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Missing Camp Pendleton Marine taken into custody in Texas
A Camp Pendleton Marine who was believed to be headed back to the base from Arizona on Monday, but never arrived, was found safe in Texas Saturday night, military officials said.
Lance Cpl. Job Wallace, 20, was taken into custody by Naval Criminal Investigative Service and law enforcement officers at a rest area in Navarro County, according to Kurt Thomas, special agent in charge of the NCIS Marine Corps West field office.
Thomas did not offer details of how Wallace was found or what he was doing there.
Wallace's family became concerned when he failed to arrive back at Camp Pendleton after a three-day leave at home west of Phoenix and on a camping trip, his mother said in an Associated Press story.
She said he had been promoted recently and was eager to return to base. He left a friend's home in Surprise, Ariz., on Monday night.
His mother said law enforcement officials told her that her son's cellphone was pinged that night in Arizona, but a Border Patrol camera caught his truck the next morning heading east on Interstate 10 near Fort Hancock, Texas, southeast of El Paso. Police in Surprise turned the case over to NCIS.
"We offer our sincere gratitude to the local police departments in Texas and Arizona, as well as our federal partners, for their aid in bringing this to a safe resolution," Thomas said in a statement issued Saturday night.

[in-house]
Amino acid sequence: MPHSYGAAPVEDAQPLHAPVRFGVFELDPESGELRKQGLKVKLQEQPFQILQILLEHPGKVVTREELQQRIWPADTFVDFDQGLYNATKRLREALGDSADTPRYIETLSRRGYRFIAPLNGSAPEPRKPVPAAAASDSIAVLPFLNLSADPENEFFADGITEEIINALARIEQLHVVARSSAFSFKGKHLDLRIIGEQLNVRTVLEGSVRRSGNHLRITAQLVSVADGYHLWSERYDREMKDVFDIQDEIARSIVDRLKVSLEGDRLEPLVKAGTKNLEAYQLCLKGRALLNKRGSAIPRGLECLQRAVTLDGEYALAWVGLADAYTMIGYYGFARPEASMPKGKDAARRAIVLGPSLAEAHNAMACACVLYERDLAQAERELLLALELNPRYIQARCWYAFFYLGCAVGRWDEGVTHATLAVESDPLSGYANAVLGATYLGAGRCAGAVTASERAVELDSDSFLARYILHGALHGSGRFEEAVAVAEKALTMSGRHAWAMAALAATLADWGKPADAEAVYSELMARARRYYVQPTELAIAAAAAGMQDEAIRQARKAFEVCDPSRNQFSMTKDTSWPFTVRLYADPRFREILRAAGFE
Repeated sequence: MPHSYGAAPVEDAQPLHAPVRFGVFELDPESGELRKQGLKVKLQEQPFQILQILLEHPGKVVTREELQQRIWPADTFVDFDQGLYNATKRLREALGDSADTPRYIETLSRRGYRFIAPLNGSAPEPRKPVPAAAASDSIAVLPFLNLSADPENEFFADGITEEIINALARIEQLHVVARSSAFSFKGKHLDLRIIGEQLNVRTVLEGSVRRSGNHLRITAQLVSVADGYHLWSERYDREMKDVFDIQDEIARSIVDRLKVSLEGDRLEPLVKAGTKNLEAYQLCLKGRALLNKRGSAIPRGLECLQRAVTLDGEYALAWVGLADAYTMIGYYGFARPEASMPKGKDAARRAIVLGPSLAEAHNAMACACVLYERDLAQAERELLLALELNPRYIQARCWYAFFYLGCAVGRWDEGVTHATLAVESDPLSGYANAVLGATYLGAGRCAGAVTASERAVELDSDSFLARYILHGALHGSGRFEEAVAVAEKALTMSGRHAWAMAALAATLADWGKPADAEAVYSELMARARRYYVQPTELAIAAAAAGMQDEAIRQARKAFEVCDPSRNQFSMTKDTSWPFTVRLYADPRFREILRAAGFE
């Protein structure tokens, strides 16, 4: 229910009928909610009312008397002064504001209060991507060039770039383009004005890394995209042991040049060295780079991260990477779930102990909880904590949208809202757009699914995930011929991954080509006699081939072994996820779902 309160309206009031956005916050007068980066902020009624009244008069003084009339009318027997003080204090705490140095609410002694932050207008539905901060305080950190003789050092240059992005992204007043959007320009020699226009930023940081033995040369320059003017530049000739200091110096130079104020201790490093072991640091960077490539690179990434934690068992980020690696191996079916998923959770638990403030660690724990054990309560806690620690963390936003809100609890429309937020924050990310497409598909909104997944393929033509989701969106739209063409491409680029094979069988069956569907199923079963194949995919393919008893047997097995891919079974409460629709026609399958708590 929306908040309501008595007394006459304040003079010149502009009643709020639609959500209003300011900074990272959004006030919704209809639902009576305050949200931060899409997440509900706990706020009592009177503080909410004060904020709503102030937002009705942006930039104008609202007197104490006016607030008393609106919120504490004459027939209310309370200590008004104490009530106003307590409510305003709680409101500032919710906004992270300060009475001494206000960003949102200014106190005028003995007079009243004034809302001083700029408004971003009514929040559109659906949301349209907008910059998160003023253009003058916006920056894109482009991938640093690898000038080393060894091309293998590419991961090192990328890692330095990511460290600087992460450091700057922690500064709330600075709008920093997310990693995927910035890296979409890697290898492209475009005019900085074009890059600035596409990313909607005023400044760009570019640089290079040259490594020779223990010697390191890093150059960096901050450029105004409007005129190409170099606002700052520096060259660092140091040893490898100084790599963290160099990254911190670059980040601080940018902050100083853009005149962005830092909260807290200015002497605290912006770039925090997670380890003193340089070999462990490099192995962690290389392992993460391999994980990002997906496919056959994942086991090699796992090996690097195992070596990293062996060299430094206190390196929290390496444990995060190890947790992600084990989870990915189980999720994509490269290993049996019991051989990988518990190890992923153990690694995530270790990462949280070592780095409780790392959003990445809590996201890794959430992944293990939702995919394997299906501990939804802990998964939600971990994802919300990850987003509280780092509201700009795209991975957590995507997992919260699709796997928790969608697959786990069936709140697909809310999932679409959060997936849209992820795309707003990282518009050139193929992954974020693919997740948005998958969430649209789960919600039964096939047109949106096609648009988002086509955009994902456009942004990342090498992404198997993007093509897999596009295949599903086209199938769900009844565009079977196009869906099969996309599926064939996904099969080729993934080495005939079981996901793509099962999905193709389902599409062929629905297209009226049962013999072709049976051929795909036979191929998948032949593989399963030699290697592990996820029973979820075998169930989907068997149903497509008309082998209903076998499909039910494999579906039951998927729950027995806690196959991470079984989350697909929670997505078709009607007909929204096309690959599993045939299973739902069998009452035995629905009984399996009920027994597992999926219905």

©2019 The San Diego Union-Tribune. Distributed by Tribune Content Agency, LLC.
For U.S. service members who have fought alongside the Kurds, President Donald Trump's decision to approve repositioning U.S. forces in Syria ahead of Turkey's invasion is a naked betrayal of valued allies.
"I am ashamed for the first time in my career," one unnamed special operator told Fox News Jennifer Griffin.
In a Twitter thread that went viral, Griffin wrote the soldier told her the Kurds were continuing to support the United States by guarding tens of thousands of ISIS prisoners even though Turkey had nullified an arrangement under which U.S. and Turkish troops were conducting joint patrols in northeastern Syria to allow the Kurdish People's Protection Units, or YPG, to withdraw.
"The Kurds are sticking by us," the soldier told Griffin. "No other partner I have ever dealt with would stand by us."
Defense Secretary Mark Esper has confirmed that a nightmare scenario has come to pass: Captured ISIS fighters are escaping as a result of Turkey's invasion of Kurdish-held northeast Syria.
Turkey's incursion has led to "the release of many dangerous ISIS detainees," Esper said in a statement on Monday.
Video footage of a purported "bombing of Kurd civilians" by Turkish military forces shown on ABC News appeared to be a nighttime firing of tracer rounds at a Kentucky gun range.
The U.S. military's seemingly never-ending mission supporting civil authorities along the southwestern border will last at least another year.
On Sept. 3, Defense Secretary Mark Esper approved a request from the Department of Homeland Security to provide a total of up to 5,500 troops along the border until Sept. 30, 2020, Lt. Gen. Laura Richardson, commander of U.S. Army North, said on Monday.